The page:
Right diagnosis, wrong prescription
From Grassroot Institute, January 24, 2020
If you want to look for the silver lining in Gov. David Ige’s latest State of the State Address, you could say it’s significant that he isn’t ignoring our cost-of-living issue.
Yes, acknowledging Hawaii’s notoriously high cost of living is like noticing our stunning sunsets or beautiful weather. But it's still a reason to be optimistic when the governor puts our cost of living and the number of residents leaving for the mainland at the heart of his State of the State speech. For too long, policymakers have dismissed Hawaii’s cost of living as “the price of paradise” — supposedly an immutable fact unaffected by state policy. Acknowledging that the state government could help lower the cost of living is an important first step.
Unfortunately, many of the proposals outlined by the governor would do little to help lower the cost of living in Hawaii, where the real value of $100 is only $84.39, according to the national Tax Foundation. Some of Ige’s proposals could even make things worse.
For example, affordable housing is a real problem, but the plan offered by the governor — 99-year leasehold condominium units built and managed by the state — doesn’t come close to addressing the problem. Rather than embarking on a big, expensive government project that would have only a minimal impact on the statewide housing shortage, the state should remove barriers to development and let the market respond to the housing demand.
Opening up more land for residential use, streamlining the bureaucratic hurdles that slow down building projects and reexamining zoning laws that unnecessarily hinder development could do far more to address the lack of housing.
In a similar way, the governor’s proposed minimum-wage hike would do little to address poverty or the cost of living in Hawaii. In fact, a substantial increase likely would increase the cost of living as businesses raise prices and cut jobs or hours to compensate for higher payroll costs, harming the very people the hike was supposed to help.
Trying to ensure that everyone in Hawaii reaches a “living wage” is a worthy goal, but the best way for the state government to achieve this is to give everyone a raise by lowering the cost of living. This could be achieved by reducing regulations and by cutting taxes.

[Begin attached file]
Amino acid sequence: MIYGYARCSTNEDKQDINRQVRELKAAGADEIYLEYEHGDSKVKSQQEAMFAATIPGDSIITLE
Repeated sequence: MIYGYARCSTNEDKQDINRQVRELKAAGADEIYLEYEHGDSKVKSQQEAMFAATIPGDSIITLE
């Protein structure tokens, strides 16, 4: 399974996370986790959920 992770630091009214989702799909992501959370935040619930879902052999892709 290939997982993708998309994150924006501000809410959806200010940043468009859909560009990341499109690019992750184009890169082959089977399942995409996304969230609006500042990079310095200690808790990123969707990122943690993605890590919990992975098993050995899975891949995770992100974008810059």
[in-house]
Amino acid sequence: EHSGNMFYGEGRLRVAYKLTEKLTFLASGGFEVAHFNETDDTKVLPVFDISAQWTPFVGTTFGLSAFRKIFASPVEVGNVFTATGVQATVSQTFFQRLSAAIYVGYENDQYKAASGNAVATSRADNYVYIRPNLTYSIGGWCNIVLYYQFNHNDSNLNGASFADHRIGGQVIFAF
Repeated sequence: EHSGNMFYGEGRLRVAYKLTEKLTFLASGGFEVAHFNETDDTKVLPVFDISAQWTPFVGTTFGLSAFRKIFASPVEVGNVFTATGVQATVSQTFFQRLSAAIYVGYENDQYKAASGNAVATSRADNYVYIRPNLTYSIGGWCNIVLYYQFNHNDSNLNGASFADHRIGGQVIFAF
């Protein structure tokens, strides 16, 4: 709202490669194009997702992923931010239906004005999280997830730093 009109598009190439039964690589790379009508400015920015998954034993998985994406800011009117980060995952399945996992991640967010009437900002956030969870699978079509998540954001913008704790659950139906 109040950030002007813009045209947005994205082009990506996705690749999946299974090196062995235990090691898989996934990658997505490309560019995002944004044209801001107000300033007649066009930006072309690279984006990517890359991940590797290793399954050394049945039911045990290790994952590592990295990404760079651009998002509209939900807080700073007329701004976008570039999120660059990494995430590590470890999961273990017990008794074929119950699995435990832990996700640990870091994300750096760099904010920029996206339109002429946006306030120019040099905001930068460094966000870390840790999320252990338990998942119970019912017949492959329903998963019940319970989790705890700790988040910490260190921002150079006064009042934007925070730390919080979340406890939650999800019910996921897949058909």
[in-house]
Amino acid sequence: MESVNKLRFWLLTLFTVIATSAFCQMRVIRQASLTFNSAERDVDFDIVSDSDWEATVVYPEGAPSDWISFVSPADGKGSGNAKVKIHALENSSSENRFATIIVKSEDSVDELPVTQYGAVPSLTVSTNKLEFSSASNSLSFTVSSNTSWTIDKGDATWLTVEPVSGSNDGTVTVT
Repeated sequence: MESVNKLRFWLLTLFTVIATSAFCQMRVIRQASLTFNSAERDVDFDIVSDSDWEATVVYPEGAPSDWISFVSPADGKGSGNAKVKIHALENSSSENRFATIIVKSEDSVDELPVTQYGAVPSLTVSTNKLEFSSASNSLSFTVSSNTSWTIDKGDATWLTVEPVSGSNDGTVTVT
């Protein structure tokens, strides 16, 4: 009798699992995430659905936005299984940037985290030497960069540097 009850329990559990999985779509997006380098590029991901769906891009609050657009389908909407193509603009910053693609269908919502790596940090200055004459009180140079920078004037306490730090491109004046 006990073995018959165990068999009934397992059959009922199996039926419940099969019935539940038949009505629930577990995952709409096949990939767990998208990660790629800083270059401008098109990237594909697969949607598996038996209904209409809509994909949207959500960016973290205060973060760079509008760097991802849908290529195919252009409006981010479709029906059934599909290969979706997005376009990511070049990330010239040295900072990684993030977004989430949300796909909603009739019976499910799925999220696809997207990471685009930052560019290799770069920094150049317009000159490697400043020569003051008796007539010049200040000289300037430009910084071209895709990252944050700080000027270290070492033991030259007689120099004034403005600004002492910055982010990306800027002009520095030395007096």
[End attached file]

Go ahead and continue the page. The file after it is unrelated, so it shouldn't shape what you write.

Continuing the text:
Regulations increase the cost of doing business, add to consumer prices, make housing unaffordable, discourage entrepreneurship, limit job opportunities and impose many other costs on our communities.
The Legislature also should adopt a resolution asking the federal government to reform the Jones Act, that century-old federal maritime law that restricts cargo shipping to Hawaii and also adds to our high cost of living.
As for tax reform, policymakers should be looking for ways to reduce the overall tax burden on Hawaii families, not increase it.
Which taxes should be cut?
Our state income tax rate is among the highest in the country, for starters. Then there’s the regressive general excise tax, which seems to attract proposed surcharges like flies to honey. In fact, surcharges and fees seem to abound this time of year, when every new proposed program or infrastructure improvement comes with a new tax or fee that will fund it.
That could be the most worrisome element of the governor’s State of the State Address. Ige is aware of the $88 billion in liabilities that the state is facing over the next 30 years, but his proposed solution to that financial crisis includes new projects and programs that will need funding. That means more financial obligations and more taxes, at a time when we should be looking at ways to reduce that $88 billion debt.
Spending, debt and taxation are not the path to a lower cost of living. On the contrary, they’ll make the state even more expensive to live in.
It’s good to see that our governor wants to reduce our cost of living. He has the right diagnosis, but the wrong prescription. What ails Hawaii is too much government and too much spending. The last thing we need is more of the same.
E hana kakou! (Let's work together!)
Keli'i Akina, Ph.D.